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Canada is banning foreigners from buying property – what it means for South Africans looking to work or study there

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    Nat Quinn

    Canada has introduced a new law banning foreigners from buying residential property until 2025 – however, this will not apply to South Africans migrating to the North American nation.

    The ban on foreigners buying residential property comes after a spike in Canadian home prices since the start of the Covid-19 pandemic.

    Canadian politicians, including Prime Minister Justin Trudeau, blamed foreign investors for buying large amounts of properties as investments – damaging supply.

    However, South Africans planning to immigrate to the nation will not be affected as the ban does not apply to foreign nationals in the country living as permeant residents.

    According to the new laws, Canadian citizens and permanent residents are exempt from the ban, while other prospective buyers face various different rules.

    International students and foreign workers are allowed to purchase one property, as long as they have lived in Canada for a certain number of years and have signalled their intention to become permanent residents.

    For workers, they would have had to have worked in Canada for three out of the four years prior to buying a property. Students, meanwhile, have to be present in Canada for 244 days each year for five years prior to buying. International students cannot buy a property for more than $500,000.

    South Africans who migrate to Canada via the popular Express Entry Program for skilled workers are considered permanent residents and thus eligible to purchase residential property.

    South Africans who are not permanent residents of Canada are ineligible to buy property in the North American nation as an investment for the next two years. However, according to statista, the average house price in Canada is over R12.3 million (C$ 27,300), which means that many South Africans likely cannot afford to buy property in Canada.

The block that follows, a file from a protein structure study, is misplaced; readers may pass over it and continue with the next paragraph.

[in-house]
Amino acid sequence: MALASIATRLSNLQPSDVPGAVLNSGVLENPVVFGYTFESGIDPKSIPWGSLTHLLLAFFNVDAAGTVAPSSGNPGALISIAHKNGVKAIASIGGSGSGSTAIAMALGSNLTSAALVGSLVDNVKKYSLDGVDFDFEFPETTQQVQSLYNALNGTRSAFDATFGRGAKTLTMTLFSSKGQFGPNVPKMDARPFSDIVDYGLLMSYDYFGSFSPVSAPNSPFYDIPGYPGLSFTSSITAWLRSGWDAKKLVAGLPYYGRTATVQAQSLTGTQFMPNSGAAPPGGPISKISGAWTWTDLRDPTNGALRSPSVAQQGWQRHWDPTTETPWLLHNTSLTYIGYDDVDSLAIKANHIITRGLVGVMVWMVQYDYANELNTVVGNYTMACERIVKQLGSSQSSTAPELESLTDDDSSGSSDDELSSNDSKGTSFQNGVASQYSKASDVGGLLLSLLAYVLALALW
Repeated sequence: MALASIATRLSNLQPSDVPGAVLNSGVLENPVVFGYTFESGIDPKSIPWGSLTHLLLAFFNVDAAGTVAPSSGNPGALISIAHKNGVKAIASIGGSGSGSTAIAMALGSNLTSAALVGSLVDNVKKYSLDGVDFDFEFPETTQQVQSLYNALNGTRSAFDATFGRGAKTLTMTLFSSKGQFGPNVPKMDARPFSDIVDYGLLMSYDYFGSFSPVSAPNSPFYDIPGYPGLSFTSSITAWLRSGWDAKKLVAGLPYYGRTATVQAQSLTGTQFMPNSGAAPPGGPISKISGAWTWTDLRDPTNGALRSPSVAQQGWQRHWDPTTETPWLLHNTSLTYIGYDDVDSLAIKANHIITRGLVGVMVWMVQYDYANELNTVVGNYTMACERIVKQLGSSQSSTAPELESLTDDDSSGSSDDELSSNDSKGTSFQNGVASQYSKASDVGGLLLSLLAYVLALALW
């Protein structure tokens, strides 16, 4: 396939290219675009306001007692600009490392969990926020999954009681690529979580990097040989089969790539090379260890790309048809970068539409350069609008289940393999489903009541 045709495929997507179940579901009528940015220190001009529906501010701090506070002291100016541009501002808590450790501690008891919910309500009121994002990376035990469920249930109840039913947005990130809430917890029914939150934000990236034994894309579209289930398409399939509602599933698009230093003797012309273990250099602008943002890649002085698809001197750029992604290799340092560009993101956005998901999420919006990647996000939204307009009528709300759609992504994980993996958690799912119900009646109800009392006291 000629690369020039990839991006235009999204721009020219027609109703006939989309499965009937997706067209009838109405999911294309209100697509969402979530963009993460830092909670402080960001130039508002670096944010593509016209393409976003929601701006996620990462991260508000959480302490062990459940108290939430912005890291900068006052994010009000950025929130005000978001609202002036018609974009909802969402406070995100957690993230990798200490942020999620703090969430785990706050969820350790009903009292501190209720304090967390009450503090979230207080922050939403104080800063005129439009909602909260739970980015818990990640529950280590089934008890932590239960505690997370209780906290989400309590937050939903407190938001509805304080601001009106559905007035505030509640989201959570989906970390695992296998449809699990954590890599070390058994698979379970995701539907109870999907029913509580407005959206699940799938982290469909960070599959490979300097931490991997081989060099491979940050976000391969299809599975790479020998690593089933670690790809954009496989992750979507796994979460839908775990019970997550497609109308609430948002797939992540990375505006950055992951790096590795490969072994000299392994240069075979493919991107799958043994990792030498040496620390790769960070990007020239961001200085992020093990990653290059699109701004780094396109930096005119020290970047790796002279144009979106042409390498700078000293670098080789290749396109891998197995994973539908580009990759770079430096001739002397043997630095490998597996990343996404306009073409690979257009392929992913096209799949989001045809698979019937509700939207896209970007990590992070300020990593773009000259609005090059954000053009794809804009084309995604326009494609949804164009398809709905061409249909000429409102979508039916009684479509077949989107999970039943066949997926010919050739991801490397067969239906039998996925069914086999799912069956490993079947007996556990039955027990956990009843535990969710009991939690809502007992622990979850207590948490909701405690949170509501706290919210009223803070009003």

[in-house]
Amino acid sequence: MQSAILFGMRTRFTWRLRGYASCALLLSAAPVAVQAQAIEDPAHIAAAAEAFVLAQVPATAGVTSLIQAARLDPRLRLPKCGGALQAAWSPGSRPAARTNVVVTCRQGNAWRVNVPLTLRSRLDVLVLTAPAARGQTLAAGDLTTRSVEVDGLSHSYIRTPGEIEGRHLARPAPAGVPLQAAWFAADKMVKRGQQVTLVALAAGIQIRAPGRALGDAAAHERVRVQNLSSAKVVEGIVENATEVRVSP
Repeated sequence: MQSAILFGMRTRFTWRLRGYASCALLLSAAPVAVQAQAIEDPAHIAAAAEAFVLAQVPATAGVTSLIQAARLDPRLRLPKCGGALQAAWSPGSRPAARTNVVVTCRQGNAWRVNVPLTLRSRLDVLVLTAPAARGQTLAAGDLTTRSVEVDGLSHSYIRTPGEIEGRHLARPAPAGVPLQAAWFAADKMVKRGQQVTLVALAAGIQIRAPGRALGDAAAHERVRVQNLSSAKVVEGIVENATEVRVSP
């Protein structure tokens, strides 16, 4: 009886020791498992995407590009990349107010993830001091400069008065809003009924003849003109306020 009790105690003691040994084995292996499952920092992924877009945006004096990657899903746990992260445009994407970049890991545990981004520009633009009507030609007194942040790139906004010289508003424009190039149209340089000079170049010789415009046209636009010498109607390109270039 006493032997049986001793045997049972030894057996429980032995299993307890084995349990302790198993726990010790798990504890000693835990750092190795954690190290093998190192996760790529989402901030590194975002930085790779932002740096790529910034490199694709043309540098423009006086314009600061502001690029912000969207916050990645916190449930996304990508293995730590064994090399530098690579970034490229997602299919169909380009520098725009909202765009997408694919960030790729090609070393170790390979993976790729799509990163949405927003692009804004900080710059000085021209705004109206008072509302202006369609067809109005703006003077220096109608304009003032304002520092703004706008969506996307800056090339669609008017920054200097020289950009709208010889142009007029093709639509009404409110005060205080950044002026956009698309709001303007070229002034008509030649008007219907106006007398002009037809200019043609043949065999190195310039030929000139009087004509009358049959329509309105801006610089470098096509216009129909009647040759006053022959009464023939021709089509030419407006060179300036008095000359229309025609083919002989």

Other exemptions are also found in the new law. Refugees are also eligible to buy property. Moreover, the ban will not apply to recreational properties such as summer cottages, instead focusing on city dwellings. In addition, residential properties with more than three units are still available to purchase.

    Speaking on CTV News, Tom Storey from Royal LePage said that the ban would most likely help Canadians buying their first residential property from competing against foreigners who do not live in Canada.

    A popular destination for South Africans

    Although Canada’s attempts to limit foreign ownership of residential property may sound unwelcoming, the North American country is still an incredibly popular immigration destination for South Africa.

    From 2015 to 2022 Q3, 2.4 million foreigners migrated to Canada – including 11,210 South Africans.

    Last year, the Canadian government updated its Immigration Levels Plan for 2023-2025, hoping to add 500,000 immigrants a year by 2025.

    South Africans have historically scored highly for the Express Entry immigration process due to strong language skills, the likelihood of obtaining skilled work, and the higher education they may have completed when they were younger.

    Canada welcomes high levels of skilled worker immigration to keep its economy strong, as it has one of the world’s oldest populations and one of the world’s lowest birth rates.

    Canada thus depends on immigration to grow its population and labour force.


    Canada is banning foreigners from buying property – what it means for South Africans looking to work or study there (businesstech.co.za)



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